Success seen in reducing invasive species along Lake Michigan shoreline

In the war against invasives, the Southwest Michigan Land Conservancy is winning battles on a number of fronts.

The Land Conservancy reports that stewardship work done over the past six years has resulted in a 100 percent eradication of what is called “common reed” or Phragmites. The giant shoreline grass has been eliminated at Wau-Ke-Na Preserve and at Warren Dunes

It will be important to remain vigilant, however. "SWMLC is aware that Phragmites and other invasive species are present on private lands nearby and we plan to continue outreach and management efforts to prevent their spread,” says SWMLC’s Stewardship Specialist Mitch Lettow.

Other eradication projects are going well, too. There has been a 50 percent reduction in garlic mustard and a more than 75 percent reduction of Japanese barberry, autumn olive, and other species of woody invasive plants on Wau-Ke-Na’s north tract.

Over the past six years, SWMLC conducted a survey of priority invasive species to determine their baseline. That was followed up by a management program at State of Michigan Parks and SWMLC Preserves from the Indiana state line to Glenn. Later in 2016 the Land Conservancy  will conduct a final survey to determine the new distributions of these invasive species, documenting changes in population sizes and gauge the effectiveness of our treatment methods.

The work was funded by the US Fish & Wildlife Services’ Great Lakes Restoration Initiative, established to protect Lake Michigan shoreline ecology through documentation and eradication of invasive plant species that threaten ecological health, beauty, and economic value.

Those funds are winding up, but SWMLC will continue invasive species monitoring and treatment efforts with its conservation district partners along the lakeshore with funds from the Michigan Department of Natural Resources’ Invasive Species Grant Program.

From eradication to preservation

At Wau-Ke-Na Preserve, SWMLC has started to create Monarch butterfly “waystation” gardens. The Conservancy hosted a volunteer workday Aug. 13  at Wau-Ke-Na’s south tract. They established a monarch waystation that contains 100 plants with 25 species, at the entrance to the preserve, adjacent to the parking lot.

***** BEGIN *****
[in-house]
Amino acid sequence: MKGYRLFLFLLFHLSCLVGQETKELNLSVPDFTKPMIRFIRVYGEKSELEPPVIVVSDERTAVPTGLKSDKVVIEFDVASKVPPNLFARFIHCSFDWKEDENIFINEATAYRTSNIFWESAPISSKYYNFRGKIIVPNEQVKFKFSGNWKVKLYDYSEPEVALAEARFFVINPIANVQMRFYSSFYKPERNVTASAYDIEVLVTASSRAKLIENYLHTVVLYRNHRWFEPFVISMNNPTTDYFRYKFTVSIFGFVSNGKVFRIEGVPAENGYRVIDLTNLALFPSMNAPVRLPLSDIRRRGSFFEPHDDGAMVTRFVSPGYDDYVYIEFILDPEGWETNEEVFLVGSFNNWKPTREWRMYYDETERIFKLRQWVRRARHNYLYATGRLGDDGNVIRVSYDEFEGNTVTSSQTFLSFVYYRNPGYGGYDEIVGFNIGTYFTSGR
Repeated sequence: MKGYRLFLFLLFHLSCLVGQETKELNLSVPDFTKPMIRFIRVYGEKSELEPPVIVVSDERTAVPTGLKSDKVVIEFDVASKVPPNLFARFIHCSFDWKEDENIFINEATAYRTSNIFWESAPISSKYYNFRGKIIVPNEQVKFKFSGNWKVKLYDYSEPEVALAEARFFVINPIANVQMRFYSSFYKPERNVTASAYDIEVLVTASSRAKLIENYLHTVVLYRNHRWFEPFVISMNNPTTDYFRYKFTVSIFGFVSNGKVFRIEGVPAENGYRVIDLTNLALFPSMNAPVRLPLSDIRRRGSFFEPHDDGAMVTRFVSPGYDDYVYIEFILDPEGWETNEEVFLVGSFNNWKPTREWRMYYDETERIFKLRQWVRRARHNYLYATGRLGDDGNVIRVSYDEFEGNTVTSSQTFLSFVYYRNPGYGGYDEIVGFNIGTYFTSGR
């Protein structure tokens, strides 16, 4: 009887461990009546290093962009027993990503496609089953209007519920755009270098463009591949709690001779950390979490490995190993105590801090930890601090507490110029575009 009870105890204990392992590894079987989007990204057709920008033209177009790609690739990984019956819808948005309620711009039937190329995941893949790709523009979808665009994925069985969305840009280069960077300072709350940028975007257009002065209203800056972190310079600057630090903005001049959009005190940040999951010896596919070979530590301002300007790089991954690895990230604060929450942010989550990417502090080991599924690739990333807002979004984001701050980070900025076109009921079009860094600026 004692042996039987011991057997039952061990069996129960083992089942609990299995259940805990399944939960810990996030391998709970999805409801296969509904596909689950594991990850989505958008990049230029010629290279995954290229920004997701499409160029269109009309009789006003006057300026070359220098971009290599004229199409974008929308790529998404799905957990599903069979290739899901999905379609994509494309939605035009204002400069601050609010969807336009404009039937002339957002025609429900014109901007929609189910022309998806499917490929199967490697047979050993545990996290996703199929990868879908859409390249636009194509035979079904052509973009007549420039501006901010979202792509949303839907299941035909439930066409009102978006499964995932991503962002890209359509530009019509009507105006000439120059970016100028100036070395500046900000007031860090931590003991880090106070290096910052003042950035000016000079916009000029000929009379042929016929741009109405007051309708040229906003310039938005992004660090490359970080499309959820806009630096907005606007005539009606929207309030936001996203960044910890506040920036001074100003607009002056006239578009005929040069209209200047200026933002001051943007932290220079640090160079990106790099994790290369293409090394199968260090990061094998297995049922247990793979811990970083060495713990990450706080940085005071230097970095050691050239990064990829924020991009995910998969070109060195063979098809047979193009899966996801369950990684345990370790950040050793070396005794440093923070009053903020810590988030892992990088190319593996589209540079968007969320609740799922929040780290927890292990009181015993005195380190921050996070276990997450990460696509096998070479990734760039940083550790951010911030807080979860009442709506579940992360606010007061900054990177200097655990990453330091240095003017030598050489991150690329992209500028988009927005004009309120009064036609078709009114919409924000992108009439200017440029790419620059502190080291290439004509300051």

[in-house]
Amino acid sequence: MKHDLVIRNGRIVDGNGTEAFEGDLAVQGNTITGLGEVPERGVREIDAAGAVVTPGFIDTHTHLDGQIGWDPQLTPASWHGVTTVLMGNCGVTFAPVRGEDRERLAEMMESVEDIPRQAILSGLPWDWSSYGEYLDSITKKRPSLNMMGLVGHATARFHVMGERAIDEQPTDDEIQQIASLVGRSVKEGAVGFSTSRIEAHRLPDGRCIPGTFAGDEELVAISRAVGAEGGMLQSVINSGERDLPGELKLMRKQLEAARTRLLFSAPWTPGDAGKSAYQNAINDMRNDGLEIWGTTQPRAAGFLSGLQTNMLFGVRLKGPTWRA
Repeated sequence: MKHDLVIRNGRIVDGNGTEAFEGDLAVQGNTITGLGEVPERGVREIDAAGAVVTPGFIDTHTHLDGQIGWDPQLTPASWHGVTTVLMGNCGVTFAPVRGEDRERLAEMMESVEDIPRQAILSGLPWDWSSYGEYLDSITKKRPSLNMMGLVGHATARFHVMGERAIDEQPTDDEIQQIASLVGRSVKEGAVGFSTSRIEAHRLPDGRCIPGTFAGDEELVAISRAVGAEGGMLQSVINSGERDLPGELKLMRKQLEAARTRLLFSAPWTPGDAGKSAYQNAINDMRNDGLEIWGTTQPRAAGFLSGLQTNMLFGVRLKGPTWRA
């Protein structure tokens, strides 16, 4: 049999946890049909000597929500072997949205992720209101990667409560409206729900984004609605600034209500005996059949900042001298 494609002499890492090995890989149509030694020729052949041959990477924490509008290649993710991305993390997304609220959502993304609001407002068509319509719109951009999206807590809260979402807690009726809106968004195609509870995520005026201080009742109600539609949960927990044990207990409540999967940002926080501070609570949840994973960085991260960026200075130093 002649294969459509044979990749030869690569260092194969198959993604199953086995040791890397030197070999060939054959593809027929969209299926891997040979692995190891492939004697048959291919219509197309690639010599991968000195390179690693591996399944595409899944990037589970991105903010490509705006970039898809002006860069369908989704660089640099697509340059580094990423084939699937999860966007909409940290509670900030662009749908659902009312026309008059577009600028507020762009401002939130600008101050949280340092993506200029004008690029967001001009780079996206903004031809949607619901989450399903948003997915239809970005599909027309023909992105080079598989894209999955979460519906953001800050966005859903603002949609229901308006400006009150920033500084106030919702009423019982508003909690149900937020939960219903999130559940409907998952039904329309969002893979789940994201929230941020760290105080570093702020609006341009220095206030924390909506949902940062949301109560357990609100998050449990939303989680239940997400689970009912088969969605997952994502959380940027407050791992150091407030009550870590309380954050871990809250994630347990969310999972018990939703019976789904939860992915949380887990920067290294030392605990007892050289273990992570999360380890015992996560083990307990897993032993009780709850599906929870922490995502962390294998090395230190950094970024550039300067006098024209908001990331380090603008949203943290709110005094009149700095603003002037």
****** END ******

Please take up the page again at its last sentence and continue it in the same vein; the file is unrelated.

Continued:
Plantings to attract Monarchs include a variety of  native plants, especially the critical milkweed for caterpillars and nectar producing wildflowers for adult butterflies. The new butterfly garden also contains lots of fall flowering plants to help the Monarchs fuel up for their autumn migration to Mexico.
 
“SWMLC has created and nurtured hundreds of acres of habitat with an emphasis on grassland restoration at Wau-Ke-Na,” says Lettow, “and after reviewing our plans we decided to begin a new initiative to establish a monarch waystation at Wau-Ke-Na each year for the next five years.”
 
Monarch butterflies were once one of the most common butterflies in the United States and Canada. In recent years, however, populations have declined precipitously, as much as 80 percent in some years.
 
“Monarch waystations,” Lettow says, “are one-part habitat restoration, creating both a series of native plantings and critical resources needed by the monarch butterfly and one-part education campaign, sharing the plight of this once-common species and how we can all help make a difference.”
 
Source: Southwest Michigan Land Conservancy


Monitoring and butterfly waystation photos courtesy Southwest Michigan Land Conservancy

Warren Dunes and "common reed" photos courtesy WikiCommons 
 
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